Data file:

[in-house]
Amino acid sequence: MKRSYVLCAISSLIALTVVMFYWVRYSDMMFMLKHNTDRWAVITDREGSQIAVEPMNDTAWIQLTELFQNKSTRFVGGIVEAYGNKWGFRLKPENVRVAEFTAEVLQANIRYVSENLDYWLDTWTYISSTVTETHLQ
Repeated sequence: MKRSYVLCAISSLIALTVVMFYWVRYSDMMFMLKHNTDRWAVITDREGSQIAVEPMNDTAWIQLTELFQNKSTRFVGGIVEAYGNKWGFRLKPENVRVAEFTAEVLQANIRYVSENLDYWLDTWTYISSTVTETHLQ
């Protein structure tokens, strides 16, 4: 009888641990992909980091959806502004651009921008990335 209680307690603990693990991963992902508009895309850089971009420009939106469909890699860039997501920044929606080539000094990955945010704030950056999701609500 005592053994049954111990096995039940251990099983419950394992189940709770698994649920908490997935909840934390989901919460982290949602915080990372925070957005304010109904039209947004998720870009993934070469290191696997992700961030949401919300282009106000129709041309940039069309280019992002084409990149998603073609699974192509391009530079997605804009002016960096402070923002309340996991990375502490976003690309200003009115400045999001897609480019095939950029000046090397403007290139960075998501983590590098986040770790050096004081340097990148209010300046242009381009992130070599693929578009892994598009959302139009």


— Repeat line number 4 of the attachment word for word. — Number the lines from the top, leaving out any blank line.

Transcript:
């Protein structure tokens, strides 16, 4: 009888641990992909980091959806502004651009921008990335 209680307690603990693990991963992902508009895309850089971009420009939106469909890699860039997501920044929606080539000094990955945010704030950056999701609500 005592053994049954111990096995039940251990099983419950394992189940709770698994649920908490997935909840934390989901919460982290949602915080990372925070957005304010109904039209947004998720870009993934070469290191696997992700961030949401919300282009106000129709041309940039069309280019992002084409990149998603073609699974192509391009530079997605804009002016960096402070923002309340996991990375502490976003690309200003009115400045999001897609480019095939950029000046090397403007290139960075998501983590590098986040770790050096004081340097990148209010300046242009381009992130070599693929578009892994598009959302139009």